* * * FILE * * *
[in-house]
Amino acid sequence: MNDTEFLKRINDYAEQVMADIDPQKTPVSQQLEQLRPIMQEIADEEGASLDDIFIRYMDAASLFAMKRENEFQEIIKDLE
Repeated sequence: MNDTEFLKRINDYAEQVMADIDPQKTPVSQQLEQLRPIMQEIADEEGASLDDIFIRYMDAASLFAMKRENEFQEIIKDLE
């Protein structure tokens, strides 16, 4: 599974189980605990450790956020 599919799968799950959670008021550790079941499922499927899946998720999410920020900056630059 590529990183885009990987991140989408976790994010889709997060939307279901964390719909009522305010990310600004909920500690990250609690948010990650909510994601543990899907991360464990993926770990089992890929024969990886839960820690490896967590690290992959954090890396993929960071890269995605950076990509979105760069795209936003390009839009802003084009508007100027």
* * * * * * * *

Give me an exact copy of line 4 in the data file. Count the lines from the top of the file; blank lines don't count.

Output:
């Protein structure tokens, strides 16, 4: 599974189980605990450790956020 599919799968799950959670008021550790079941499922499927899946998720999410920020900056630059 590529990183885009990987991140989408976790994010889709997060939307279901964390719909009522305010990310600004909920500690990250609690948010990650909510994601543990899907991360464990993926770990089992890929024969990886839960820690490896967590690290992959954090890396993929960071890269995605950076990509979105760069795209936003390009839009802003084009508007100027």